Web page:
Term of Award

Spring 2021

Degree Name

Doctor of Public Health in Public Health Leadership (Dr.P.H.)

Document Type and Release Option

Dissertation (open access)

Copyright Statement / License for Reuse

Creative Commons License
This work is licensed under a Creative Commons Attribution 4.0 License.


Department of Health Policy and Management (COPH)

Committee Chair

Bettye Apenteng

Committee Member 1

Samuel Opoku

Committee Member 2

William Mase


Succession planning is a process that requires more than just an organizational chart illustration of who holds what position within the organization. The process also requires developing and implementing guidelines and best practices to identify and address current and future workforce development needs. Succession planning contributes to an organization’s success by providing a mechanism that ensures a talent pool of replacements has been suitably groomed and equipped to fill critical vacancies when retirements occur or on short notice. It can generate operational efficiencies for the field of public health that is faced with chronic budgetary pressure and an impending mass exodus of a workforce generation that inhabits a wealth of knowledge.

Public health in the United States is experiencing a dynamic shift as the baby boomers, those 65 million persons born between 1964 to 1955, are eligible for retirement and are actively leaving the workforce in droves even amid the COVID-19 pandemic. The baby boomers’ mass exit leaves a vast void and creates vacancies that will need to be filled quickly.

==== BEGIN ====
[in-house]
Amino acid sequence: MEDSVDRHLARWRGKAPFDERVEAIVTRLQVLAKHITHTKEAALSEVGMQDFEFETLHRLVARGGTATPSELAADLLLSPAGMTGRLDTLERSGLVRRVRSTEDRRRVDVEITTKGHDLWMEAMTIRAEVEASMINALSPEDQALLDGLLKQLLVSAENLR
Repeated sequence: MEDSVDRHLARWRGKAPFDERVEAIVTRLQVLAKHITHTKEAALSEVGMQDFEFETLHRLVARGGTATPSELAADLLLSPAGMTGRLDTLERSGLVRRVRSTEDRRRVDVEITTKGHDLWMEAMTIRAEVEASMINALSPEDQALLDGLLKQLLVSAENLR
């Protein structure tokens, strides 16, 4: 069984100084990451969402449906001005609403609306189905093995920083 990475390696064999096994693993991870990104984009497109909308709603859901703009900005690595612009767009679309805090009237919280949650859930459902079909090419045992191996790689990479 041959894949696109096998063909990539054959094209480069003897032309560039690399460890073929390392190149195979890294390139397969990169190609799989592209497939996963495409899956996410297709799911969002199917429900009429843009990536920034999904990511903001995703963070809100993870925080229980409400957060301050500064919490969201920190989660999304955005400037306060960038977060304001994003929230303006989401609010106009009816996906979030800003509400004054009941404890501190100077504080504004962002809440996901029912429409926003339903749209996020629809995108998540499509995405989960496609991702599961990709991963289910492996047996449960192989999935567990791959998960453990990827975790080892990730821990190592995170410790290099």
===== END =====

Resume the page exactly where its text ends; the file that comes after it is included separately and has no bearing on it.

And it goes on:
This scoping study identified and summarized succession planning guidelines and best practices in published reports and gray literature and consolidated critical domains and processes into a sustainable framework for adaptation in LHDs. Best practices and guidelines were identified and integrated into a six-step cross-cutting framework that encompasses overarching domains necessary for applicability and sustainability. The integrated framework for succession planning includes the following steps: (1) strategic planning, (2) workforce analysis, (3) selection and identification, and (4) preparation for promotion, and all-encompassing processes that ensure fidelity of the integrated framework include implementation and evaluation at each domain point. Cross-cutting elements critical for developing and implementing robust succession planning processes include leadership buy-in, stakeholder engagement, transparency, fairness and equity, and a systematic approach to knowledge transfer.

The study developed a toolkit for succession planning implementation in LHDs, which consists of a description of the integrated framework, its six domains and associated processes, and a checklist to jumpstart succession planning in LHDs. The toolkit can help LHDs successfully implement sustainable succession planning that preserves intellectual knowledge and ensures that it is transferred from one workforce generation to the next.

OCLC Number


Research Data and Supplementary Material